Cancer and Covid-19… Is there a trade-off?
“Cancer patients — and those who think they might have cancer — have already faced huge challenges this year, with many worried about coming forward to their GP or going into hospital to get tests because of the risk of getting COVID-19. And, with a huge backlog of patients still waiting for screening, diagnostic tests and treatments, we fear that there will be a negative impact on cancer survival.
That’s why, today, Cancer Research UK along with 50 leaders from across the NHS and cancer community have written to the Prime Minister and First Ministers in Scotland and Wales, and First and Deputy First Ministers of Northern Ireland….” See Here
The impact of the pandemic has and will continue to be enormous from a physical, mental, and economic perspective. Too many people have lost their jobs, too many are suffering from unceasing loneliness, too many have been unable to start or incapable to continue their medical treatment. The pandemic has not shown signs of disappearing yet. Some scientists and virology experts suggest that we all may have to get used to live with the virus in the years to come, and this possibility will require decisive action by governments, companies and all of us in the short- and longer-term.
We all know more about the virus and the measures to deal with it and to prevent it than we knew back in February. As the article from Cancer Research mentions, everything suggest that progress is actually happening. Governments, hospitals, and people seem to be making better decisions that are helping to slow down the contagion rate. Still the perspective of winter may increase the level of anxiety and the burden on medical assistance.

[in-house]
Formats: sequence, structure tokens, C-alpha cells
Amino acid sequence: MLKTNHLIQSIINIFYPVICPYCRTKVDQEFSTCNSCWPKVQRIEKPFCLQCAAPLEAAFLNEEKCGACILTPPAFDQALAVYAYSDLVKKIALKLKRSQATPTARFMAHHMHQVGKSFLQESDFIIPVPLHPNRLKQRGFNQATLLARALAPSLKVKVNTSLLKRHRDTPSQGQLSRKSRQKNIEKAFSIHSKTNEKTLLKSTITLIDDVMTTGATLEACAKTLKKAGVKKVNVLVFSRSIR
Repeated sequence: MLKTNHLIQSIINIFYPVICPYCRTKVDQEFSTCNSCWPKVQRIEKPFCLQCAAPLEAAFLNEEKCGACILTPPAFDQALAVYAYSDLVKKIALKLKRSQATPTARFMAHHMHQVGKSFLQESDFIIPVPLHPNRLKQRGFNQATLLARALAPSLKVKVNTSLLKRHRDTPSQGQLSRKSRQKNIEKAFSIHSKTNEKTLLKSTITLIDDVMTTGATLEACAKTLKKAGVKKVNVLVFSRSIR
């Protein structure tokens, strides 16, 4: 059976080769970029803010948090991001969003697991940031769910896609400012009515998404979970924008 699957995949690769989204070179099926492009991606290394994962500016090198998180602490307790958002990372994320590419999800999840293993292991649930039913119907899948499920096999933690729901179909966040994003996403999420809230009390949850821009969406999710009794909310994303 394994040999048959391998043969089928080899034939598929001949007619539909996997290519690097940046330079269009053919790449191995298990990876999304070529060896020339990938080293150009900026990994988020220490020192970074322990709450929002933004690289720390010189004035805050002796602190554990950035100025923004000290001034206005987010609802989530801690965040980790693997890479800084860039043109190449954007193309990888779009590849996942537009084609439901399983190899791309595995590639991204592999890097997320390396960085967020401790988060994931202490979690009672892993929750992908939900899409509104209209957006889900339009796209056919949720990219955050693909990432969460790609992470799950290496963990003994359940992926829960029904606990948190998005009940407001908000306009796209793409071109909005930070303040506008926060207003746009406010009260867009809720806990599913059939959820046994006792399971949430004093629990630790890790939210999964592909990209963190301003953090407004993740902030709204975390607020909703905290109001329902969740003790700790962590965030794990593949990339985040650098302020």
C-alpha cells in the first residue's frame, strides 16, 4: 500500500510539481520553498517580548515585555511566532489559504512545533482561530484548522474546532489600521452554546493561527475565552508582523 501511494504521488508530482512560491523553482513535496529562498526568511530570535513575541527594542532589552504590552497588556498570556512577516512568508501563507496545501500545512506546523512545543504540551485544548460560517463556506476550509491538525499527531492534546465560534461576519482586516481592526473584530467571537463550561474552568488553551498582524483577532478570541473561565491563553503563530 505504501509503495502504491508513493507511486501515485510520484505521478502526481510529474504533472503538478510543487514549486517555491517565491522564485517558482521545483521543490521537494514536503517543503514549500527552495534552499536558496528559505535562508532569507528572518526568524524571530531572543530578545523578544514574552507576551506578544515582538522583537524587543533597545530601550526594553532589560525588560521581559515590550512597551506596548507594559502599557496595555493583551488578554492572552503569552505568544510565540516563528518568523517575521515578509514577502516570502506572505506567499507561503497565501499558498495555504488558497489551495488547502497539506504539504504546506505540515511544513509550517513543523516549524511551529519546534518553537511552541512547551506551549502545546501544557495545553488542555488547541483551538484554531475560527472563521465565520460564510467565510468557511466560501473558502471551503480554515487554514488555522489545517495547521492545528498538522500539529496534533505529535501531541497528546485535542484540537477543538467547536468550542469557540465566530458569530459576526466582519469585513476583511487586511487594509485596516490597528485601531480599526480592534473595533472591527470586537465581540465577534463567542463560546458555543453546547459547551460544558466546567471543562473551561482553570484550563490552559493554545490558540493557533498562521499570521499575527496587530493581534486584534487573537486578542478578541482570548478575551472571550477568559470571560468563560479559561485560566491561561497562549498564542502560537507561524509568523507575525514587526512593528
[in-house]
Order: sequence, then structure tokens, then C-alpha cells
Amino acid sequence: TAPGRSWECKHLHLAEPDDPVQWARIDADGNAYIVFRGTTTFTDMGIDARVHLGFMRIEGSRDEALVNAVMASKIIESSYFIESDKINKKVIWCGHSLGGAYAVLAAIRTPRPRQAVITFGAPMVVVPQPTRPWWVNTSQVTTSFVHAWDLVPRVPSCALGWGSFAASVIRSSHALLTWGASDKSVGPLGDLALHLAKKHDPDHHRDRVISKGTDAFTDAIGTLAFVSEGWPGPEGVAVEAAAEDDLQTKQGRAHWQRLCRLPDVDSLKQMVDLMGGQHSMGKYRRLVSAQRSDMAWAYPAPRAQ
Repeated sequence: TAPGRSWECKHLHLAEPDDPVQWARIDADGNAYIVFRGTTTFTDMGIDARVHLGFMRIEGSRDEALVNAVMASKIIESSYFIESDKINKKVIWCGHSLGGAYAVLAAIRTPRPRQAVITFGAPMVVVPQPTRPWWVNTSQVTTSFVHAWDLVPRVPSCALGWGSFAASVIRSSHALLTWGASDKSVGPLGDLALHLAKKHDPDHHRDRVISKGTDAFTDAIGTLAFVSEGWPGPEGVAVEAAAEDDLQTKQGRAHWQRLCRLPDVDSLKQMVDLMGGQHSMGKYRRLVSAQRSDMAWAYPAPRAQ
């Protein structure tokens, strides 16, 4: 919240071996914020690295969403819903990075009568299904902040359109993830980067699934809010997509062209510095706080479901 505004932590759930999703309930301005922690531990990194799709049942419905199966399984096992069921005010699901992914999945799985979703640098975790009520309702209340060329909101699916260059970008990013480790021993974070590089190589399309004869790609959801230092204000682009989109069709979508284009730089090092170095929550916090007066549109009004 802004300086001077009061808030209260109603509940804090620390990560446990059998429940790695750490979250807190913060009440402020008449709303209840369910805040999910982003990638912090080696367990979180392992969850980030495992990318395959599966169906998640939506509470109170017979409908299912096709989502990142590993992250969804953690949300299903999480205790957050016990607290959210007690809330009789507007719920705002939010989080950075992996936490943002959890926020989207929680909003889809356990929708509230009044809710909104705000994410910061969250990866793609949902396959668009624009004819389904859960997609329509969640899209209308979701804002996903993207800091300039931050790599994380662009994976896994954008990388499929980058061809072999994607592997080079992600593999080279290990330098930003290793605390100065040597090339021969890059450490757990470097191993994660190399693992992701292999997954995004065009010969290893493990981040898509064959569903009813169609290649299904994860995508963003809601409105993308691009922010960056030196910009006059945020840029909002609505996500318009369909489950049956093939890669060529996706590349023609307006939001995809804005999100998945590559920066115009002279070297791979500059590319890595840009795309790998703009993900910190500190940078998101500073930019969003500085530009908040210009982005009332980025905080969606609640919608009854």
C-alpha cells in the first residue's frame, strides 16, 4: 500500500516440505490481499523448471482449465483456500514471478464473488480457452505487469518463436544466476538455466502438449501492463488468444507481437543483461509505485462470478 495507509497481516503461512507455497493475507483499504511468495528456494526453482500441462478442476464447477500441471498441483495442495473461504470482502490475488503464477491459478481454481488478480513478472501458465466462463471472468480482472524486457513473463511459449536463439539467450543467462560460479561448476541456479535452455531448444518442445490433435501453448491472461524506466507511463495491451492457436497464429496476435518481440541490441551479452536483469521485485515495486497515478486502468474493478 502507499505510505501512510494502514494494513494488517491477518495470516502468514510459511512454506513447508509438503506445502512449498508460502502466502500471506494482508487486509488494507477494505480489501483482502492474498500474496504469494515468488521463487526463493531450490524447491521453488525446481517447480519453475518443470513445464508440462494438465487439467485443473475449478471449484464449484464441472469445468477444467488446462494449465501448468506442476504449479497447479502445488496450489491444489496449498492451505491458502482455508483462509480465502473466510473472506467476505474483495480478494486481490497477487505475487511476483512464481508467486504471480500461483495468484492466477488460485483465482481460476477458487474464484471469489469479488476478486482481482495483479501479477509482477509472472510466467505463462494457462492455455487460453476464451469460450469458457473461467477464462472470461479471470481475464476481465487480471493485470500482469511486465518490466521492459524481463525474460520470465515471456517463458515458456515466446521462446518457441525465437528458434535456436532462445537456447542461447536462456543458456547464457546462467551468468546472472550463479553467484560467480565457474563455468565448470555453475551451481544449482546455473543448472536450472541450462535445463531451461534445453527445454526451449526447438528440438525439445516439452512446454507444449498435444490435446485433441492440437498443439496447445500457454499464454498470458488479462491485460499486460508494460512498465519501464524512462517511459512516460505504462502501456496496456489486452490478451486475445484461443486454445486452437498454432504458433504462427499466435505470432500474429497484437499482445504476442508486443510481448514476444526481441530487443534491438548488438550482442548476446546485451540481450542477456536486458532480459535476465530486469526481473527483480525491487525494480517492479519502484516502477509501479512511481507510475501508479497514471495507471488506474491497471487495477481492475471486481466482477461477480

We must take responsibility and do our best in order to safeguard ourselves and others in these challenging circumstances. Cancer patients need to consider their options and discuss these options with their medical team. Is there anything that can be done during the next weeks and months to minimise the negative impact on their cancer treatment? Who and how specifically can be contacted, if required? What alternatives are available for continuing the treatment? When do decisions need to be made?
We have defiant circumstances ahead, particularly because the test and trace system systems cannot yet provide very sound information about contagion around each one of us. Consequently, in a season when we all strive for and could do with the physical and emotional togetherness of other years, the undertaking of Christmas in isolation and with so many anxieties will require all our energy and good willpower. It is a long tunnel to go through, and the little light at the end is barely visible. Still, we can and have to do it. The light is there.
Cancer Research UK (09/11/20). Learning the lessons of COVID-19: Protecting cancer services and research through the pandemic . Online at: https://scienceblog.cancerresearchuk.org/2020/11/09/learning-the-lessons-of-covid-19-protecting-cancer-services-and-research-through-the-pandemic/